Kenosha, WI – As elder financial exploitation of becomes more prevalent in the United States, The Kenosha County Aging & Disability Resource Center (ADRC) has joined the 10th Annual Home for the Holidays campaign to encourage older adults and their families to become informed about the warning signs and resources available to help prevent abuse. Research shows that as many as 5 million older adults are victims of elder abuse each year and financial exploitation costs seniors an estimated $3 billion annually.
“The holiday season is an ideal time for families to get together and discuss these issues with their older family members,” said Rebecca Dutter, Adult Protective Services Coordinator. “We strongly encourage Kenosha County families to take time to learn about the warning signs so that they can ask the right questions and take precautions to ensure that the finances of older adult family members are safe.”
Among the warning signs of potential exploitation are: financial activity that is inconsistent with past history; confusion about recent financial arrangements; unauthorized changes to key documents; a caregiver or beneficiary who refuses to use designated funds for necessary care and treatment of an older adult; and an older person who feels threatened by a caregiver, family member or another individual. “Financial exploitation is a threat to the health, safety, dignity and independence of vulnerable older adults,” said Kathy Greenlee, Administrator, Administration for Community Living and Assistant Secretary for Aging.
“Unfortunately, financial exploitation is often committed by a person you know and trust, which makes it even more difficult,” said Sandy Markwood, CEO, n4a. “There are steps older adults and their families can take and resources available to help identify and remedy this serious problem. To ensure your safety and the safety and security of your finances, it is critical for you to assess your financial situation on a regular basis. We are seeing more and more financial abuse across the country which is why we hope families will check in with their older relatives to be sure that their finances are in good order and in good hands.”
The campaign offers these tips:
• Get an estate plan in place. Talk with an attorney about creating a durable power of attorney for asset management; a living will; a revocable, or living, trust; and health care advance directives.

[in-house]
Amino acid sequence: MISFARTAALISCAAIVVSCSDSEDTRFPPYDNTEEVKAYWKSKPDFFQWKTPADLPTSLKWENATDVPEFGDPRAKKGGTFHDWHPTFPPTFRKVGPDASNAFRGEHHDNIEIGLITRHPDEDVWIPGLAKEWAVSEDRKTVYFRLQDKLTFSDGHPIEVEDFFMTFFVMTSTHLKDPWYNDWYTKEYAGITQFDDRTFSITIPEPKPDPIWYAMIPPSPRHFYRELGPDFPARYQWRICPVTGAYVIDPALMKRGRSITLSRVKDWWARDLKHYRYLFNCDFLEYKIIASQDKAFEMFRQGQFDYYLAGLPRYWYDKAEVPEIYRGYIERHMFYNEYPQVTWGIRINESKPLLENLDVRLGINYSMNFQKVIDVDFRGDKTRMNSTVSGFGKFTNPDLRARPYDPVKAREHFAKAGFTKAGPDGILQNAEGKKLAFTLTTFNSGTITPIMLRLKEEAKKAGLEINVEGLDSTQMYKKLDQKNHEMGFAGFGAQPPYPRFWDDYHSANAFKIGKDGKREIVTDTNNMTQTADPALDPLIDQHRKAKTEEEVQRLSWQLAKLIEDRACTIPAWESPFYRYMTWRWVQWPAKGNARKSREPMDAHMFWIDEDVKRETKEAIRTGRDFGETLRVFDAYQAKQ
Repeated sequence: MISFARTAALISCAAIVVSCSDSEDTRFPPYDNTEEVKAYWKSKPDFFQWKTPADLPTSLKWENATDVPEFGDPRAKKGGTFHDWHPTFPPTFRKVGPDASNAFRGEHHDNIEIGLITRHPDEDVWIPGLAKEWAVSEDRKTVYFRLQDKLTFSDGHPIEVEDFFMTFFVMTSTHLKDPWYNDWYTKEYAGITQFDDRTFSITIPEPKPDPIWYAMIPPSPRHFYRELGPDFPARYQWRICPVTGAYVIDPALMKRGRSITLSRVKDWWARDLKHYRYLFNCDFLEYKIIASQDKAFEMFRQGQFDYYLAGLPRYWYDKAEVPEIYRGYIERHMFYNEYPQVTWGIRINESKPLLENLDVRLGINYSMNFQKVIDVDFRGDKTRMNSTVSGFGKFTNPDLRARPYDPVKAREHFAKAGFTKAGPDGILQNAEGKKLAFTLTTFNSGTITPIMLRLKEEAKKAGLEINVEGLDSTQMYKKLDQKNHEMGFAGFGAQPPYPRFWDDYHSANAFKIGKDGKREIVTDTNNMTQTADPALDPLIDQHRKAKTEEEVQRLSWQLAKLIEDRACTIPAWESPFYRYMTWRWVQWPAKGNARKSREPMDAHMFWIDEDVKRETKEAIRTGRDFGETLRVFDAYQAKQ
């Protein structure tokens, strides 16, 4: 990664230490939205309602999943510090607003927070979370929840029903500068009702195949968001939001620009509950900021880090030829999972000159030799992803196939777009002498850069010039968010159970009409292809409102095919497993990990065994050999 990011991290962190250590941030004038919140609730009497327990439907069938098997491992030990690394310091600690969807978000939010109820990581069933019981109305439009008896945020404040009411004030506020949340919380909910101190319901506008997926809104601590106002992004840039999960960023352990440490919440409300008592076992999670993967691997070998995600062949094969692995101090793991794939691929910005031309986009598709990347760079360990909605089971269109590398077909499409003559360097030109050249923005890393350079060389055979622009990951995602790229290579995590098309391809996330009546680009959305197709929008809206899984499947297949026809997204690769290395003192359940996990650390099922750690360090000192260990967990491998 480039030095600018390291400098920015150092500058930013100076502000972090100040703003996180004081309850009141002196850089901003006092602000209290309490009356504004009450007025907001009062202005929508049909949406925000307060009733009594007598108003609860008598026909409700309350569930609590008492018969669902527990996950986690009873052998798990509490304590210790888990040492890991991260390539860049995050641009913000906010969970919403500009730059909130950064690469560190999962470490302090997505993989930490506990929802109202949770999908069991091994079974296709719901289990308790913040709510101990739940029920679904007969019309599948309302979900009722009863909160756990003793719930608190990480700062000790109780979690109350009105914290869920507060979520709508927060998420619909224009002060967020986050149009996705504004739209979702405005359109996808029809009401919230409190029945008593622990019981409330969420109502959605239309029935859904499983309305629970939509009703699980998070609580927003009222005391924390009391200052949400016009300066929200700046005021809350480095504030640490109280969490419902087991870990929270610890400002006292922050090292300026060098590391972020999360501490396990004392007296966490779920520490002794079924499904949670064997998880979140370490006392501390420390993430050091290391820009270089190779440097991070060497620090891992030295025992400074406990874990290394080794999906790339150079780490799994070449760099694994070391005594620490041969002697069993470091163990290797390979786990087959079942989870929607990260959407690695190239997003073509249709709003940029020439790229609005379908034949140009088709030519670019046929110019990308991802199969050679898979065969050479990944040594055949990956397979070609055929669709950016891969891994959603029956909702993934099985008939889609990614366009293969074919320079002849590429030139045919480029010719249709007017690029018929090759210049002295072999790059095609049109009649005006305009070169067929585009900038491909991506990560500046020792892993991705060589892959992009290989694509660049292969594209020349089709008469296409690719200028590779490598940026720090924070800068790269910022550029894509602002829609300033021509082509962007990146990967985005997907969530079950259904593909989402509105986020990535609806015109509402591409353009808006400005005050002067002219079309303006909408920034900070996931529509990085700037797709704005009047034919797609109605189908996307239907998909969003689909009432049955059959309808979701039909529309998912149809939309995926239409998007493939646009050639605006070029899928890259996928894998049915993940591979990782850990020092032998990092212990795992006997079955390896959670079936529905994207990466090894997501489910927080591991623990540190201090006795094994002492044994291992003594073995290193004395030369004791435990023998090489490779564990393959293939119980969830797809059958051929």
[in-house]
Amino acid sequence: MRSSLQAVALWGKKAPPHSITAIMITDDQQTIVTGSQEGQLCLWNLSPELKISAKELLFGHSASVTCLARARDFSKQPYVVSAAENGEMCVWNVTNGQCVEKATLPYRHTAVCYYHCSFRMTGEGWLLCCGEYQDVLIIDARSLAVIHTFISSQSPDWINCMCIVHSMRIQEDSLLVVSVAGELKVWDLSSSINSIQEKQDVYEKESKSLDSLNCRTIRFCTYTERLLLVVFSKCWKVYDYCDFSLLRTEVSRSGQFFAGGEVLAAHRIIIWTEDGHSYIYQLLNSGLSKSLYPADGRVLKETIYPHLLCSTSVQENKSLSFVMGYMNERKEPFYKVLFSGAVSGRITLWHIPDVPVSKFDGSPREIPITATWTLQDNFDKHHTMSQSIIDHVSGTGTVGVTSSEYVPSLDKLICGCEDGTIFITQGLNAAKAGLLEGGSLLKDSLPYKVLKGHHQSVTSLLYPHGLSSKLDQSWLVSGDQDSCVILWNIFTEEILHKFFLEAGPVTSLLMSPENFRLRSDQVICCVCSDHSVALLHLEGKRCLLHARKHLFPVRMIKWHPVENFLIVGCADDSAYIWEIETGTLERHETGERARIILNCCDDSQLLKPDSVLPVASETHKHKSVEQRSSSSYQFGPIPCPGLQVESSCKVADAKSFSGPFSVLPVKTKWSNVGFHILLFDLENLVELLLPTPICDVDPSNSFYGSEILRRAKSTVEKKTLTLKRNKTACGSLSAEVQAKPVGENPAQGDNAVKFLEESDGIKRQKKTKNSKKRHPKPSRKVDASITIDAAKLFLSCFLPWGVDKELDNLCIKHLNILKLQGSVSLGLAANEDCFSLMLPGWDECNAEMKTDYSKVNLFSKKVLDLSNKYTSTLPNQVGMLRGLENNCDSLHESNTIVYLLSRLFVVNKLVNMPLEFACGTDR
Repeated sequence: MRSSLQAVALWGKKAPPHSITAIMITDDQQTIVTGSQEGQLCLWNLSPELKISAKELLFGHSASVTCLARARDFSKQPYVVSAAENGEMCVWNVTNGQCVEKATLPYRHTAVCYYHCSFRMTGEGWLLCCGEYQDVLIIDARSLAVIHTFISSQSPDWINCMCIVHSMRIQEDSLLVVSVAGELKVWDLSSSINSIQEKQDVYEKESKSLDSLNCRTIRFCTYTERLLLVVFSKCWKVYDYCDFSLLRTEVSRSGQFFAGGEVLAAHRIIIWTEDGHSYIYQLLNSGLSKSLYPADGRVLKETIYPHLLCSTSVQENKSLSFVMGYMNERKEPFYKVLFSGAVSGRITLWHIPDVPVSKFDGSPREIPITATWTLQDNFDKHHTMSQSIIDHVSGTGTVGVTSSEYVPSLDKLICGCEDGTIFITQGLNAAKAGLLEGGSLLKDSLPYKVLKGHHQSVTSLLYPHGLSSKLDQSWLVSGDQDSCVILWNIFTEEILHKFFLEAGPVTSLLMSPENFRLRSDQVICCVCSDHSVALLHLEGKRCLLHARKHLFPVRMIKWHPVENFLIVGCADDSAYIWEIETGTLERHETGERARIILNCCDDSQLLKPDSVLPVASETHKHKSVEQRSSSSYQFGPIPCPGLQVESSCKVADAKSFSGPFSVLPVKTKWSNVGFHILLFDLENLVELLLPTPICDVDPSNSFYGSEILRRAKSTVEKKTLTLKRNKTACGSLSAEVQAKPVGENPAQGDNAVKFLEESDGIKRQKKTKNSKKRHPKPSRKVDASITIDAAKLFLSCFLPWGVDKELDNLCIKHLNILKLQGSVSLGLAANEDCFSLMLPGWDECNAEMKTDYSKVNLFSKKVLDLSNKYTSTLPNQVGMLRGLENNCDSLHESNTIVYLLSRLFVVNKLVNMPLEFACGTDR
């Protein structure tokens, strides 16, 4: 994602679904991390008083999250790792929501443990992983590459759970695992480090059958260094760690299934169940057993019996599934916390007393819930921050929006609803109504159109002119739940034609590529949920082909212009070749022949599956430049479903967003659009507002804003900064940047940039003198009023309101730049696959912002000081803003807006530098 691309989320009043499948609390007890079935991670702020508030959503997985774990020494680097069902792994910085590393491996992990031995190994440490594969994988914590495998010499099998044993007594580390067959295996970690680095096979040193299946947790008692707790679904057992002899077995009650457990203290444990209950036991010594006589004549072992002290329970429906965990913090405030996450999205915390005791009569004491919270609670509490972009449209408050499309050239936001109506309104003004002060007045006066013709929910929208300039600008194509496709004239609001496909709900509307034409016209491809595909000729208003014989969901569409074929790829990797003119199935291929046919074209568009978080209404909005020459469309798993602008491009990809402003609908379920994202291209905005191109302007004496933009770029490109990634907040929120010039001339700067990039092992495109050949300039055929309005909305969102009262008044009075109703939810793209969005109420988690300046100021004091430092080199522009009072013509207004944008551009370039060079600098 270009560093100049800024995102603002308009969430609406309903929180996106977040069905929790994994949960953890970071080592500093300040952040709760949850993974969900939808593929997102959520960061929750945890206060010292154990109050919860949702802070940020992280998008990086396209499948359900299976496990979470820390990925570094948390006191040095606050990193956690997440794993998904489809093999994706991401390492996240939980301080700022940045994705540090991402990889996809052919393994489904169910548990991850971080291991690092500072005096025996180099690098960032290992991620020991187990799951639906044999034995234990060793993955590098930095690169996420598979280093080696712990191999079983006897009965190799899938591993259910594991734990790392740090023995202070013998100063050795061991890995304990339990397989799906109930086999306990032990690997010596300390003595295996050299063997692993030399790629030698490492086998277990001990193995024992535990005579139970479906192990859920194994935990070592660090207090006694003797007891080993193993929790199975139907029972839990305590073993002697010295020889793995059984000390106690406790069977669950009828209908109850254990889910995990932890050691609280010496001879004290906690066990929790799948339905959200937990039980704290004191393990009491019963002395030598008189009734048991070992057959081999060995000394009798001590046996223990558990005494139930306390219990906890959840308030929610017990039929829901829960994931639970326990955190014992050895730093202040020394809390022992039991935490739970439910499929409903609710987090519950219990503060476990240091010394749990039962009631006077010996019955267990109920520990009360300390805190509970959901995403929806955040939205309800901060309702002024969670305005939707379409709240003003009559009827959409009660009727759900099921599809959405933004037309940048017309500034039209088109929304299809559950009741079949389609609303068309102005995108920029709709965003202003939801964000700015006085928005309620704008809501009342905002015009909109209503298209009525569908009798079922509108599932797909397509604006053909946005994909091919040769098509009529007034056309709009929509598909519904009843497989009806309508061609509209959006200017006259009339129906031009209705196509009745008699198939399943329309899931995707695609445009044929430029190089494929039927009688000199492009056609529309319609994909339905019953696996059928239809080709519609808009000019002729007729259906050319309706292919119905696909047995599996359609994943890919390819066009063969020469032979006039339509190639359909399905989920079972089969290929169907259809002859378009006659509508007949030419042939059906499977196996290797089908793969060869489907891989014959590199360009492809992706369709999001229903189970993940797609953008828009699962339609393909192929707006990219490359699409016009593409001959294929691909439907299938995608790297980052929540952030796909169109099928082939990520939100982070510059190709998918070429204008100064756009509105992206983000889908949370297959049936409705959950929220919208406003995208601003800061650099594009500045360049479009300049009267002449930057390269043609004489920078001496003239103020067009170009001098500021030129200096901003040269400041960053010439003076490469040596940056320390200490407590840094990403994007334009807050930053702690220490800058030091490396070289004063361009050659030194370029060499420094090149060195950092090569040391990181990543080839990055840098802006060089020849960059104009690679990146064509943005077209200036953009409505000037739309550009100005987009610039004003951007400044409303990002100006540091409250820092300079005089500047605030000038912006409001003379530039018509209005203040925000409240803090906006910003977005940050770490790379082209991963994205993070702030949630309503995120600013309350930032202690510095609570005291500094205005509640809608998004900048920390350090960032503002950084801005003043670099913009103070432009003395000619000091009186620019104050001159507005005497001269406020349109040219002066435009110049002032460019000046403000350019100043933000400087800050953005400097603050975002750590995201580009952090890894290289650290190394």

• Learn how to avoid fraud and scams at www.stopfraud.gov/protect.html.
• Consult with a trusted person before making any large purchases or investments.
• Do not provide personal information (i.e. Social Security number, credit card, ATM PIN number) over the phone unless you placed the call and know with whom you are speaking.
• If you hire someone to help you in your home, ensure that they have been properly screened with criminal background checks completed. Ask for certifications when appropriate.
“Financial exploitation can be prevented if people know the right questions to ask and where to turn for help,” said Mary Twomey, MSW, Co-Director, National Center on Elder Abuse. “Although it is a sensitive issue and one that can be difficult to broach, it is critical for families to address it, and there are many useful resources available to guide them through the process.”
A consumer guide, Protect Your Pocketbook: Tips to Avoid Financial Exploitation, is now available to help inform this discussion with seniors. For a free copy call the Kenosha County ADRC at 262-605-6646 or visit: http://www.n4a.org/pdf/protectyourpocketbook.pdf. Families who are concerned about financial exploitation should report the issue to the ADRC at 262-605-6646. Referrals are confidential.
Locally, The Kenosha County Aging and Disability Resource Center is creating a volunteer Fudiciary Abuse Specialty Team (FAST team), professionals with financial and legal expertise, to advise and assist its Adult Protective Services unit in addressing this issue. Persons interested in volunteering may contact Rebecca Dutter, Adult Protective Services Coordinator at 262-605-6630.